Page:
The town of Borger, Texas got its official start in 1926, when the Dixon Creek Oil and Refining Company completed the Smith No. 1 Well struck oil. Located in Hutchinson County, Texas, the well produced 10,000 barrels a day, leading to an oil boom and the founding of the Texas town.

A.P. “Ace” Borger, leased a large tract of land in the area and received a grant from the Texas Secretary of State to build a town near the profitable well. He had experience putting together boom towns, but Borger proved to be one of the fastest growing ever established. The town, which Ace named after himself, grew to a population of over 10,000 in just a few months. In addition to dividing and selling plots of land for construction, Ace also built hotels, a lumberyard and the town’s first bank within the town’s limits.

The town still celebrates its history with an ‘Oil Boom Heritage’ festival every spring.

January 12, 1904 – Ford Sets Automobile Speed Record

Henry Ford standing beside the 999 racing automobile, with driver Barney Oldifield.

In 1904, Henry Ford was having trouble raising money for his first production car, the Model T. In order to get a little positive publicity, Ford raced across a frozen Anchor Bay in Lake St. Clair, drumming up attention from many spectators. With Ford driving and his mechanic Ed Huff operating the throttle, the car set a record speed of over 90 miles an hour. Ford only held the record for a few weeks, but that was enough to help him raise the funding he needed for the new model.

The automobile was essentially a huge engine on wheels, steered using a basic, pivoting metal bar. The car was said to produce anything from 70 to 100 horsepower and before setting the speed record, the Model T had won several automobile races. It was the proceeds from the car’s first race that allowed Henry Ford to start his automobile company. Ford sold his stake in the car to Barney Oldfield, but retained publicity rights and one of the world’s most notable auto companies was born.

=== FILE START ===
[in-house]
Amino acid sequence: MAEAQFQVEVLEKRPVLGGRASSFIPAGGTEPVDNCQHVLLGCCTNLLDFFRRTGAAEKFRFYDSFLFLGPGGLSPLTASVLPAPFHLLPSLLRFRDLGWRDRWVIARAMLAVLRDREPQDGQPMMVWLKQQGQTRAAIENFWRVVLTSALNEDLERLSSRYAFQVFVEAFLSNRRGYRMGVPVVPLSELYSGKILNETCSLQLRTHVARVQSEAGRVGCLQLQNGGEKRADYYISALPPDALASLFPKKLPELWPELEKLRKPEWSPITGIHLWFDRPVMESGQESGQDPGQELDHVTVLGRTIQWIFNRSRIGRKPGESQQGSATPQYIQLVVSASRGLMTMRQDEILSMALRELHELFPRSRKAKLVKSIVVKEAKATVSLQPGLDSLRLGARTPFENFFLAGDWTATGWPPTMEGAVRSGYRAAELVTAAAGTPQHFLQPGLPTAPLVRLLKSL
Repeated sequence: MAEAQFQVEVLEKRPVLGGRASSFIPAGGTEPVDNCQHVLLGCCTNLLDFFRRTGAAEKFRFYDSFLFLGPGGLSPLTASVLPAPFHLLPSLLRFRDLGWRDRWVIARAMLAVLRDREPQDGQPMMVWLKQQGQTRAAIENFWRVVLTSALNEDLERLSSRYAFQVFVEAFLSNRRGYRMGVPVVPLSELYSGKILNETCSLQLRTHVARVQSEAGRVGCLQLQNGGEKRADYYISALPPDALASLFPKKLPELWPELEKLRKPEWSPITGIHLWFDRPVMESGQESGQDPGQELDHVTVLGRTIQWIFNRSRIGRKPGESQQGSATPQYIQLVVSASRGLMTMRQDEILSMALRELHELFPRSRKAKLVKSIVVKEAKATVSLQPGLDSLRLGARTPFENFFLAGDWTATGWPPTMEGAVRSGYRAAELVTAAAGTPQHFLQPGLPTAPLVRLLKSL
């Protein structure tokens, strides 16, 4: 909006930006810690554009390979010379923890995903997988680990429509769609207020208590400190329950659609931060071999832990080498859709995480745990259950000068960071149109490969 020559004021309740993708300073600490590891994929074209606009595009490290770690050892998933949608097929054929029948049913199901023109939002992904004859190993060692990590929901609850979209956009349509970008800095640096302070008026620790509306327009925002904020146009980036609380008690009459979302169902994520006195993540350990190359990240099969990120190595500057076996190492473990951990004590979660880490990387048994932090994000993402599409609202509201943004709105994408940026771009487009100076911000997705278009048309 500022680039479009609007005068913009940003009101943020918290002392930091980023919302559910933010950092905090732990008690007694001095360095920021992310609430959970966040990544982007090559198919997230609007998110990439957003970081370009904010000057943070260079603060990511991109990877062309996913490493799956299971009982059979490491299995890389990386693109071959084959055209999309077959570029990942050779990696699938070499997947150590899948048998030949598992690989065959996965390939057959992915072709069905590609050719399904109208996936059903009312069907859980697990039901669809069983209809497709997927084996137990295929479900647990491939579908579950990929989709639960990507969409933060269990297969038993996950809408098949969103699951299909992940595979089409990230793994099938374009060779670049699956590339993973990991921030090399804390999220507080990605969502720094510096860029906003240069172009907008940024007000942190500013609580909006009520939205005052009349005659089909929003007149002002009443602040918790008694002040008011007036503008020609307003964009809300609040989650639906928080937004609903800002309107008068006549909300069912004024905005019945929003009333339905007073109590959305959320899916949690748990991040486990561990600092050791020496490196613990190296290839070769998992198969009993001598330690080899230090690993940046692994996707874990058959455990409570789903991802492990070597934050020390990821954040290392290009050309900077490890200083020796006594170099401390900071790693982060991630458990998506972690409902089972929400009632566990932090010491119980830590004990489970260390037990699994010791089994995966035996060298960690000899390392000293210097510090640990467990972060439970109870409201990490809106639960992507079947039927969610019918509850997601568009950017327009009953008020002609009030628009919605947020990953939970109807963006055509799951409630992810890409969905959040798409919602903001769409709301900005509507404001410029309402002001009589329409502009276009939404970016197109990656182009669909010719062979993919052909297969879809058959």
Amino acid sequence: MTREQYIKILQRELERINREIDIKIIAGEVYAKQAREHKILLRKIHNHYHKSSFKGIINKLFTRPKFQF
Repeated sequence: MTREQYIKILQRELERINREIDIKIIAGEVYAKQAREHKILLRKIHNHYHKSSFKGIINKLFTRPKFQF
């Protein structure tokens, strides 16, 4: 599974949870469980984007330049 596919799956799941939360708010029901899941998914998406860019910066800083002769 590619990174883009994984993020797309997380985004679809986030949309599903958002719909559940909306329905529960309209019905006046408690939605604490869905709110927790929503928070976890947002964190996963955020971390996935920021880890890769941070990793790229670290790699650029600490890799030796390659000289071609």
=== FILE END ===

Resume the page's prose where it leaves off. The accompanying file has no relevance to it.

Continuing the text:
January 12, 1926 – Gushers Ended By Blowout Preventer

This modern blowout preventer still uses the same basic principle developed by Abercrombie and Cameron.

While a gushing oil well is picturesque and a classic image from the early days of oil drilling, oil spraying out of the ground at this high of pressure was both wasteful and dangerous. In 1926, in an effort to help prevent the kinds of “blow outs” that led to gushers, two men introduced the ram-type blowout preventer. It was a device that would save millions of dollars and change the drilling industry for ever.